Danish company’s sustainable apple leather saves animals and reduces chemical waste in waterways

Mikael Eydt likes to say he fell in love twice in Copenhagen.

Growing up in a small town in Germany, he already had a lifetime employment plan after leaving university — he would run the hotel that has been in his family for six generations. But he decided to have some fun before then, taking some time to work as a bartender in the Danish capital.

At the same time, he hadn’t lost his sense of curiosity about the subject he studied at university — business and sustainability. “How can you do good while at the same building a strong business?” he says. “Because the business is only sustainable if you also grow, right? That means generate profits.”

Shortly after arriving in Copenhagen in 2018, he started looking into young Danish companies that were taking this approach. That’s where he met Hannah Michaud, who was trying to get a business off the ground turning apple waste from cider production into something useful. They became friends, then business partners and formed what eventually became Beyond Leather Materials. About the same time, he met his girlfriend and decided to stay in Denmark.

Two months after he moved to Copenhagen, he called his parents and said, “Look, I'll probably not come back. I am sorry, but you have to find someone else.”

In a bio-mimicry course at the Copenhagen School of Design and Technology (KEA), Hannah had studied how to find a way to reuse apple pulp. “The first try was to turn it into cardboard,” Mikael says. “But we realised there really wasn’t a market for that.” Then they started looking into the market for leather substitutes and thought that if they could create a sustainable facsimile, the market would be there.

“We were putting a bet that the leather market would be going the way of the meat market,” Michael says, adding that people are increasingly making choices that respect the environment. “You can see that we are moving away from animal-derived products, and there is a booming market for next-gen materials.”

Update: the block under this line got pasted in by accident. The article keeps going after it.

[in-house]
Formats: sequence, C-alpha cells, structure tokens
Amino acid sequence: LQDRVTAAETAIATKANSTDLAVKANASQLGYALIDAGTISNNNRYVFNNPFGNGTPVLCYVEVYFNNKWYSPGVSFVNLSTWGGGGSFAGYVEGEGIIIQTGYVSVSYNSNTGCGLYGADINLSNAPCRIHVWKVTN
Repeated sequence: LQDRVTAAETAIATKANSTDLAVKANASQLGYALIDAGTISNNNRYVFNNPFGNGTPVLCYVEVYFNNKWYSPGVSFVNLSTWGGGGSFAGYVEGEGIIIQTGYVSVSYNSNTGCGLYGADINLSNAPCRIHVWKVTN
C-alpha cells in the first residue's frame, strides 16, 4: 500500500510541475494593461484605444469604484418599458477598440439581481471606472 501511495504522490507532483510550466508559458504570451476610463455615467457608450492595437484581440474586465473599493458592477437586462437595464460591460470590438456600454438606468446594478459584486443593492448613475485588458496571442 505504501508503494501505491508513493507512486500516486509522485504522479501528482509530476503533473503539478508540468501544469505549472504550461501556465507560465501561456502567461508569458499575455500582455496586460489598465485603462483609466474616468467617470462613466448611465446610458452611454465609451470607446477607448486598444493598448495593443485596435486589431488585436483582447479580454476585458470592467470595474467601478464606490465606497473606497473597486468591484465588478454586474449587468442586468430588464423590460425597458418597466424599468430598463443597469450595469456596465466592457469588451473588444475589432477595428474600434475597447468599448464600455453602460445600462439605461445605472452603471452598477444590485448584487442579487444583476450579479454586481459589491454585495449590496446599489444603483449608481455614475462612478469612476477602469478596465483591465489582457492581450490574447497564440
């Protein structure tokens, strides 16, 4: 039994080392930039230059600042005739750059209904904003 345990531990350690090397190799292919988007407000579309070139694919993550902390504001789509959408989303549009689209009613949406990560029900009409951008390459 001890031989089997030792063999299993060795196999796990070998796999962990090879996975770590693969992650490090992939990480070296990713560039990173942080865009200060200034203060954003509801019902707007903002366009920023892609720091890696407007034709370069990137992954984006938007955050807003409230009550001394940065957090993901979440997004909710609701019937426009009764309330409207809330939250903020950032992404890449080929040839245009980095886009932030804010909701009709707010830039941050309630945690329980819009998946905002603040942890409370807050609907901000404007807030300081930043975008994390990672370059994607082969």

This goes beyond sustainability. It’s also about creating a material that saves animals and reduces the level of chemical waste dumped into water.

“There is more and more governmental information about how polluting this industry actually is,” Mikael says. “The amount of water and chemicals needed is immense. We thought. ‘Why not try to solve two problems — the waste stream from one side and the leather industry on the other.’”

Working with engineers at KEA they created a leather-like material that they call “Leap,” shorthand for “leftover apples.” As of now it’s composed of about 80% bio-based ingredients, with more than 30% apple waste. The goal is to have an entirely bio-based product. The production uses 99% less water and 85% less CO2 than traditional leather making.

>@Beyond Leather Material
© Beyond Leather Material

Leap is based on apple waste

In 2020, they received a 1.1 million euro investment to increase production and expand the company. Beyond Leather Materials was a finalist in the 2021 Social Innovation Tournament, sponsored by the European Investment Bank Institute to help entrepreneurs whose products are helping society and the environment. 

Mikael and Hannah decided to operate business-to-business — they are building a manufacturing company that will produce Leap and sell it to fashion companies and eventually other industries that use leather, like carmakers and furniture makers.

Mikael compares their approach to that of a company like Gore-Tex, developing a reputation for a quality product while selling it to many manufacturers of clothing. This way, “we can pick the customers that we want to go to because they also have to live up to our standards,” Mikael says. “We have a high-quality product, made with a transparent model, and it’s sustainable, which makes our customers’ imprint more sustainable. too.”

Waste can be beautiful

The company, with a team of eight, is in the “lab-to-pilot” stage, producing about 100 square meters of its material per month.

Beyond Leather Material is moving into a 1,000 square meter production facility in March, Mikael says, where it will be able to make many thousands of square meters each year. “We expect you’ll be able to buy products made from Leap by the end of this year,” he says.

>@Beyond Leather Material
© Beyond Leather Material

The company has had interest from apple producers all over the world, because getting rid of pomace — the seeds, stems, skin, and pulp leftover from making cider and juice — is costly. Much of it ends up in landfills.

The company would like to have Leap factories wherever apples are grown, helping producers solve that problem. “That’s the beauty of it, right?” Mikael says. “We have over 3 million tonnes of waste generated every year, and we only need five kilos to make a square meter of Leap.”

Mikael’s dream is to make Leap a trusted product and part of the larger movement toward circular and sustainable economies. “We like to show people that waste can actually be beautiful and to create a shift towards thinking like that,” he says. “We want to show that upcycling is not just a nice idea, it’s also a very good business model.”